If no successful failover takes place within the configured time period, a message is logged and automatic failover is disabled.

This parameter also controls how long a MaxScale instance that has transitioned from passive to active will wait for a failover to take place after an apparent loss of a master server. If no new master server is detected within the configured time period, failover will be initiated again.


Enable master failure verification for automatic failover. This parameter expects a boolean value and the feature is enabled by default.

The failure of a master can be verified by checking whether the slaves are still connected to the master. The timeout for master failure verification is controlled by the master_failure_timeout parameter.


This parameter controls the period of time, in seconds, that the monitor must wait before it can declare that the master has failed. The default value is 10 seconds. For failover to activate, the failcount requirement must also be met.

The failure of a master is verified by tracking when the last change to the relay log was done and when the last replication heartbeat was received. If the period of time between the last received event and the time of the check exceeds the configured value, the slave's connection to the master is considered to be broken.

When all slaves of a failed master are no longer connected to the master, the master failure is verified and the failover can be safely performed.

If the slaves lose their connections to the master before the configured timeout is exceeded, the failover is performed immediately. This allows a faster failover when the master server crashes causing immediate disconnection of the the network connections.


Time limit for cluster switchover in seconds. The default value is 90 seconds.

If no successful switchover takes place within the configured time period, a message is logged and automatic failover is disabled, even if it was enabled before the switchover attempt. This prevents further modifications to the misbehaving cluster.

Manual switchover and failover

Both failover and switchover can be activated manually through the REST API or MaxAdmin. The commands are only performed when MaxScale is in active mode.

It is safe to perform switchover or failover even with auto_failover on, since the automatic operation cannot happen simultaneously with the manual one.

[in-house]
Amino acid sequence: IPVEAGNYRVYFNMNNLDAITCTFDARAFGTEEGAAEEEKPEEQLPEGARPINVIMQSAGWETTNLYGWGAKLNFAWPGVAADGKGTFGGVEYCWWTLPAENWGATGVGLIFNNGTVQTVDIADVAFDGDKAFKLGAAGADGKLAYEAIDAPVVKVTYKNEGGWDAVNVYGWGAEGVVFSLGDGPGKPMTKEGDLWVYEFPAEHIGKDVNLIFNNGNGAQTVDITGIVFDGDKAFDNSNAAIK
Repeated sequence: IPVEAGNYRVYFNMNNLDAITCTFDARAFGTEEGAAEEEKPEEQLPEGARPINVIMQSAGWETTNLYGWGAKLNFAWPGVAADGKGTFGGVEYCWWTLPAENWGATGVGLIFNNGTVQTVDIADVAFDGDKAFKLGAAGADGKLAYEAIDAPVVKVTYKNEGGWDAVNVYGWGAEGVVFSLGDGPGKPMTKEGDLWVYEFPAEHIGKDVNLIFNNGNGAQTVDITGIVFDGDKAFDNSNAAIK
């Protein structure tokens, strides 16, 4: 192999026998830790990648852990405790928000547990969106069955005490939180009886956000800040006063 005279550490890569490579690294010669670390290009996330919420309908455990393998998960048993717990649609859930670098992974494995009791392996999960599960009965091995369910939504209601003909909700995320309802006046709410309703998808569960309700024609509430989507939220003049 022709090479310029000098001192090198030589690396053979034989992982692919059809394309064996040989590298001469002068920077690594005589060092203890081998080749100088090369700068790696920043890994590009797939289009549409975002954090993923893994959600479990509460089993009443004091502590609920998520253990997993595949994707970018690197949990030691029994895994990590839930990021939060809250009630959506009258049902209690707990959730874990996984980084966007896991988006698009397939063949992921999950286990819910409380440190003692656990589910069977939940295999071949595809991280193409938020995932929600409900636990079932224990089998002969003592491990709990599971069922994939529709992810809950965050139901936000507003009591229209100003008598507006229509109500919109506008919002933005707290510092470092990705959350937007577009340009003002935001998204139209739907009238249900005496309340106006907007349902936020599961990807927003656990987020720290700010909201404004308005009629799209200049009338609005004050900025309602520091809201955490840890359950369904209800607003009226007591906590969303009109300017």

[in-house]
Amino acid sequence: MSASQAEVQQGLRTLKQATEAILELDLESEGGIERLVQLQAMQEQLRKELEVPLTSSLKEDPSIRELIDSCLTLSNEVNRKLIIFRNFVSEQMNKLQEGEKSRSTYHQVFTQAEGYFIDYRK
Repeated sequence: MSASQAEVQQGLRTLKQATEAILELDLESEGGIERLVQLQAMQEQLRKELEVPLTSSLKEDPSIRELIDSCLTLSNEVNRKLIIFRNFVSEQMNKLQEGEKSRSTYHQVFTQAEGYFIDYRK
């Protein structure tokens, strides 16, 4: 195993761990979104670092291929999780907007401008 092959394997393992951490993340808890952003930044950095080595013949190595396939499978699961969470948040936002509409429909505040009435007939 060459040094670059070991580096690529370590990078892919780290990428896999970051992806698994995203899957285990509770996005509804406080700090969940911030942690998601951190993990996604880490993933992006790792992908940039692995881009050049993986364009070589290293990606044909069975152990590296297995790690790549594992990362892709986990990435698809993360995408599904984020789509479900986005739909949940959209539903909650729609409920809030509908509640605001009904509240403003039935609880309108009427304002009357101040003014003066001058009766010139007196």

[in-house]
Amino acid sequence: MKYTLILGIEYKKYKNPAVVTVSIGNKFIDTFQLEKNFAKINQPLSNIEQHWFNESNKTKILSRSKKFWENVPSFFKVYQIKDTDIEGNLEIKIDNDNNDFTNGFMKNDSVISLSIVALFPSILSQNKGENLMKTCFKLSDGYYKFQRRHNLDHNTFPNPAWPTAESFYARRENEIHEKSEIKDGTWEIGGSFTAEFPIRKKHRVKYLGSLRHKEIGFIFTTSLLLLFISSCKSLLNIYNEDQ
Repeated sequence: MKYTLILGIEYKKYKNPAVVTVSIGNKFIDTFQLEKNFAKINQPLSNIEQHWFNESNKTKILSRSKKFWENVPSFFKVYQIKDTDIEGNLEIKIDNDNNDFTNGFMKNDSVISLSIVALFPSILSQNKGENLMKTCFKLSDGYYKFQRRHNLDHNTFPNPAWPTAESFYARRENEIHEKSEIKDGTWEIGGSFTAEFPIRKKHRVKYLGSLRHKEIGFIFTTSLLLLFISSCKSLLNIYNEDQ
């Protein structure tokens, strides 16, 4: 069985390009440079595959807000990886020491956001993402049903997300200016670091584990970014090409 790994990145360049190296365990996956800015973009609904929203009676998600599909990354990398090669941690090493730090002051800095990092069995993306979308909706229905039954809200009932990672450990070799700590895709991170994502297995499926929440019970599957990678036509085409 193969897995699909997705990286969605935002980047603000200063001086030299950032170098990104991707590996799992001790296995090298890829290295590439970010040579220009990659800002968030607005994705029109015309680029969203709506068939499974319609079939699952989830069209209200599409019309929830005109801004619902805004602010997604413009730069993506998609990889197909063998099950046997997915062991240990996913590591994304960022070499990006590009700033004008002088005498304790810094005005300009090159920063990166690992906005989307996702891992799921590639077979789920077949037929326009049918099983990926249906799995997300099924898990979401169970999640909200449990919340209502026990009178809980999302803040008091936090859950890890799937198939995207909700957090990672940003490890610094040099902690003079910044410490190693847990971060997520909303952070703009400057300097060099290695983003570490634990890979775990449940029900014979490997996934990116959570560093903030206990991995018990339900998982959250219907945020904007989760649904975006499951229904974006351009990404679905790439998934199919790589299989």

If a switchover or failover fails, automatic failover is disabled. It can be turned on manually via the REST API or MaxAdmin.

When switchover is iniated via the REST-API, the URL path is:


where <monitor-instance> is the monitor section mame from the MaxScale configuration file, <new-master> the name of the server that should be made into the new master and <current-master> the server that currently is the master. If there is no master currently, then <current-master> need not be specified.

So, given a MaxScale configuration file like

servers=server1, server2, server3, server 4

with the assumption that server2 is the current master, then the URL path for making server4 the new master would be:


The REST-API path for manual failover is similar, although the <new-master> and <current-master> fields are left out.


Using the MariaDB Monitor With Binlogrouter

Since MaxScale 2.2 it's possible to detect a replication setup which includes Binlog Server: the required action is to add the binlog server to the list of servers only if master_id identity is set.

For addition information read the Replication Proxy tutorial.

Example 1 - Monitor script

Here is an example shell script which sends an email to an when a server goes down.

#!/usr/bin/env bash

#This script assumes that the local mail server is configured properly
#The second argument is the event type
message="A server has gone down at `date`."
echo $message|mail -s "The event was $event for server $server."

Here is a monitor configuration that only triggers the script when a master or a slave server goes down.

[Database Monitor]

When a master or a slave server goes down, the script is executed, a mail is sent and the administrator will be immediately notified of any possible problems. This is just a simple example showing what you can do with MaxScale and monitor scripts.